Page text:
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Tag: Odyssey award

Booklist: YA Alternate History

June is history month, and while there’s a ton of great historical fiction for teens out there, it’s also a perfect time to start asking “What if?”

What if the American Revolution never happened?

What if the Axis Powers won World War II?

Alternate history books are a great way to explore these questions, and alternate history for teens is becoming increasingly popular. Here are a few books to get you started.

ALTERNATE HISTORY IN YA FICTION

These stories can blend speculative elements with historical facts, which is perfect for prompting discussion about what is truth and what is fiction in the novels discussed. They can also prompt readers to explore more nonfiction about the time period. 

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ALA Annual 2014: Odyssey Awards Presentation

alaac14_logoThe seventh annual Odyssey award presentation was held at the ALA Annual Conference on Monday, June 30, 2014.

The Odyssey Awards are the awards for the best audiobook of the year produced for children and/or teens in English and available in the United States.  It is a joint award presented by ALSC and YALSA.

The room was packed full of librarians and audiobook fans.  It was definitely exciting to see all the honorees that were able to make the presentation of awards.  Here is a slightly blurry photo of the awards winners that were present:

Odyssey 2014 winners present

From left to right:

  • Booklist consultant, Rebecca Vnuk
  • 2014 Odyssey Chair, Ellen Rix Spring
  • Daniel Kraus (author of Scowler, 2014 Odyssey Winner)
  • Timothy Federle (author/narrator of Better Nate Than Never, 2014 Odyssey Honor Audiobook)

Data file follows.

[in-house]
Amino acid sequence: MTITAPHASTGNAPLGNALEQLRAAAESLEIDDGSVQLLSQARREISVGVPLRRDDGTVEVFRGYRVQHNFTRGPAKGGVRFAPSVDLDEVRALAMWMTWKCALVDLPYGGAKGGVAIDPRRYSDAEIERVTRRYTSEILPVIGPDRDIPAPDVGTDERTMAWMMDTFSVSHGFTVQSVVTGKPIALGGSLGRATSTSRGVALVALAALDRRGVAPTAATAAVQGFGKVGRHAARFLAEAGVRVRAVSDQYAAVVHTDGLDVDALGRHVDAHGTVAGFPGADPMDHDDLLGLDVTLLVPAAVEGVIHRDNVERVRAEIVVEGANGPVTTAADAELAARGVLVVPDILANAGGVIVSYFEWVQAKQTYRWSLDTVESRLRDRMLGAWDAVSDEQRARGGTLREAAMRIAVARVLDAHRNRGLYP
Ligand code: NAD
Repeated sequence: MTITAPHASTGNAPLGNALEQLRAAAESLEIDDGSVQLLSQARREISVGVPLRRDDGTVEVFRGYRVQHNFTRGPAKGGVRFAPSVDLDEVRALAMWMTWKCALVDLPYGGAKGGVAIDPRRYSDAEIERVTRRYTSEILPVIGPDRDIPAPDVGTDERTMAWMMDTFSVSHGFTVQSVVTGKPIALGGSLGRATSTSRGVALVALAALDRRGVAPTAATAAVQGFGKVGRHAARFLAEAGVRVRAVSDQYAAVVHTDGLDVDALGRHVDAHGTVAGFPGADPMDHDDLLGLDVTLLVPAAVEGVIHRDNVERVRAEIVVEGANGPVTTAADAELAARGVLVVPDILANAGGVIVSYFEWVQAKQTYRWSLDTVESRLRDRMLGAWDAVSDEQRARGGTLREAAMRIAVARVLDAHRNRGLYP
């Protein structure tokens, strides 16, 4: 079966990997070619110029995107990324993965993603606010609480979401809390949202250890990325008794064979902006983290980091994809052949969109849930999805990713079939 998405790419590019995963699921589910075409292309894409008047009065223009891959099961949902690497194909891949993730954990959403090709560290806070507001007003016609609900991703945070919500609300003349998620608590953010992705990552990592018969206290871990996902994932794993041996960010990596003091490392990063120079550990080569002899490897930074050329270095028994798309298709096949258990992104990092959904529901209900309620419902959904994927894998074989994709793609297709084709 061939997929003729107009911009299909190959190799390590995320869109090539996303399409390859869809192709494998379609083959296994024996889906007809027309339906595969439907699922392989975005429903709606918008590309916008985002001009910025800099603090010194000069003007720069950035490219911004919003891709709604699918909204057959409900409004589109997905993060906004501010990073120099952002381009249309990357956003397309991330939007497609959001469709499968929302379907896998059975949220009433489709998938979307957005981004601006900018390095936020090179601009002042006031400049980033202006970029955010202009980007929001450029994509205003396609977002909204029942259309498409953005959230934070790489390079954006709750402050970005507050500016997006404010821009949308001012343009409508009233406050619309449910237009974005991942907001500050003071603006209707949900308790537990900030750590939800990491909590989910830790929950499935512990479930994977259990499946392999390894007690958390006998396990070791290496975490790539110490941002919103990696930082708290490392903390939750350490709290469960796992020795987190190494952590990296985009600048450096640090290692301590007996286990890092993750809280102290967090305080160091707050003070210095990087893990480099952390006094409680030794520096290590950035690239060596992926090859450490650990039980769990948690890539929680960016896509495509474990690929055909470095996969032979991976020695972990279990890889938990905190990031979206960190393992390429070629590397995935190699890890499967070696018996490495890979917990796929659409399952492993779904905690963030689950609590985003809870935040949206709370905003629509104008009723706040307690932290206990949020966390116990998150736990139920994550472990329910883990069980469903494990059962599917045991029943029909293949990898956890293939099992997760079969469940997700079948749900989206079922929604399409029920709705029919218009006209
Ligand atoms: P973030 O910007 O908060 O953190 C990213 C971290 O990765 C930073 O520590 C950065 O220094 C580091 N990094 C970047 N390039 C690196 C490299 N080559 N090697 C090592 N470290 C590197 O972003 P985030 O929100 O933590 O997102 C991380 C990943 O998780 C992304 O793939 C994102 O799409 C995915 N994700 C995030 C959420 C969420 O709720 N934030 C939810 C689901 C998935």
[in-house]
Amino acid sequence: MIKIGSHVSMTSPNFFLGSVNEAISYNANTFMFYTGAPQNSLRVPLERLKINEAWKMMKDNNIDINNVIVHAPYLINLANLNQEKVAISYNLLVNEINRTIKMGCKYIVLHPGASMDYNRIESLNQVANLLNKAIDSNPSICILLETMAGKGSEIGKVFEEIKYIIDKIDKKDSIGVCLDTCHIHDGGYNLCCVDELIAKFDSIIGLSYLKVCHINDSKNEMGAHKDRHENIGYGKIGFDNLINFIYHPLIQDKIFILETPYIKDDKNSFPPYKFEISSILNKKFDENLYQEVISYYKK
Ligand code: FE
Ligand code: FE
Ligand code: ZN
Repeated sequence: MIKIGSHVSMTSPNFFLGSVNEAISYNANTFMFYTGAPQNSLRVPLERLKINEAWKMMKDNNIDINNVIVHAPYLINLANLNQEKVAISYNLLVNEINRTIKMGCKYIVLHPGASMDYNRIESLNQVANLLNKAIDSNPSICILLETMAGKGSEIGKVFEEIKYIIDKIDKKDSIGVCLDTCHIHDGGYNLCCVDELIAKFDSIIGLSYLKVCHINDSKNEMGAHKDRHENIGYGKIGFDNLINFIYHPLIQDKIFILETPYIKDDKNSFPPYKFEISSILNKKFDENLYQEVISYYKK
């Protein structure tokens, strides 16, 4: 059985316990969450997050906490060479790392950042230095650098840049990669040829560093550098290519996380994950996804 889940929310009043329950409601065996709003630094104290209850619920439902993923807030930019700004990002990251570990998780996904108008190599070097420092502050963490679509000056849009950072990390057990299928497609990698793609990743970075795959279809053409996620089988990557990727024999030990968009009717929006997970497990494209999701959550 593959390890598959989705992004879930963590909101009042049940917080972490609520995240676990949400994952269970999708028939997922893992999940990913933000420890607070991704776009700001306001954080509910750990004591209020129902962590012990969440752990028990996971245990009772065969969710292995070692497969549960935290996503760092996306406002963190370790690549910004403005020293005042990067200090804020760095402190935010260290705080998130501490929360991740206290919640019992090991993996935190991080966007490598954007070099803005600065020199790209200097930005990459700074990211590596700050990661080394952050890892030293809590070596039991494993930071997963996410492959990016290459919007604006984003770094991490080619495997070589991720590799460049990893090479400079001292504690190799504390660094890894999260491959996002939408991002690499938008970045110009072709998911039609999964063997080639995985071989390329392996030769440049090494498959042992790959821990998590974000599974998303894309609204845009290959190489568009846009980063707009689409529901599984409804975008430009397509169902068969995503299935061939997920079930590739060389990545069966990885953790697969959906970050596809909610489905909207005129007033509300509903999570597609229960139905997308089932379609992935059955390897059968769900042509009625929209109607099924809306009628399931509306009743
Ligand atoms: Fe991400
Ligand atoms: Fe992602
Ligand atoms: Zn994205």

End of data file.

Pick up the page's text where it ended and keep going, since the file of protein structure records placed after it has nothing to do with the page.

• Kirby Heyborne (narrator of Scowler, 2014 Odyssey Winner)
  • Kelly Gildea (producer of Scowler, 2014 Odyssey Winner)
  • Sunil Malhotra (narrator of Eleanor & Park, 2014 Odyssey Honor Audiobook)
  • Rebecca Lowman (narrator of Eleanor & Park, 2014 Odyssey Honor Audiobook) 
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Audiobooks for Reluctant Listeners

By RCA Records (Billboard, page 29, 18 November 1972) [Public domain], via Wikimedia Commons
By RCA Records (Billboard, page 29, 18 November 1972) [Public domain], via Wikimedia Commons
June is Audiobook Month!  Many of us have fond memories of being read to as a child, but did you know that you can still be read to?  That is the value of audiobooks! The story comes alive and, with the right narrator, you can hear a story much more differently than you would reading it.  Accents are perfected, exclamations are understood, and even words or names you may not know or have never heard before make sense to you.  This is my second year evaluating audiobooks for YALSA’s Amazing Audiobooks for Young Adults committee.  As chair of this year’s committee, I am so excited for all the great audiobook-related things happening this month.  Articles are being written about the importance and resurgence of audiobooks, you can get in “Sync” this summer and download free audios, and the audiobook circulation at my Library sees a nice increase starting in June with many people going on road trips and vacations.

To give you an idea of what makes an audiobook a good listen, here are some of the criteria that gets an audiobook on the Amazing Audiobooks for Young Adults selection list:

  • The narration has to expand or compliment the original text.  In other words, when you listen to a narrator tell the story, it comes alive and allows the you to experience the text in a different way.
  • Character voice variation is key!  We must have a sense of who the character is by the different qualities in the voices that the narrator uses.  For example, it is a lot more enjoyable when you are listening to a narrated conversation and can tell which character is talking without the text cues letting you know.  Accents, exclamations, and sound effects also are considered.  If done well, they really make an audiobook amazing!
  • There is also the importance of a match between the text and the narrator.  You know when it is right; your ear picks it up.  The narrator embodies the main character and sometimes even all the characters in the books.
  • The technical production on an audiobook is also a criteria for the Amazing Audiobooks list.  We want to make sure the editing is done well, the sound quality is even, and that there are no issues with extra sounds or mike pickups. Additionally, we do consider the music that you hear at the beginning, end, or in between the tracks–does it match the story?  Is it effective in heightening the story? If it is, then it just adds more quality to the production.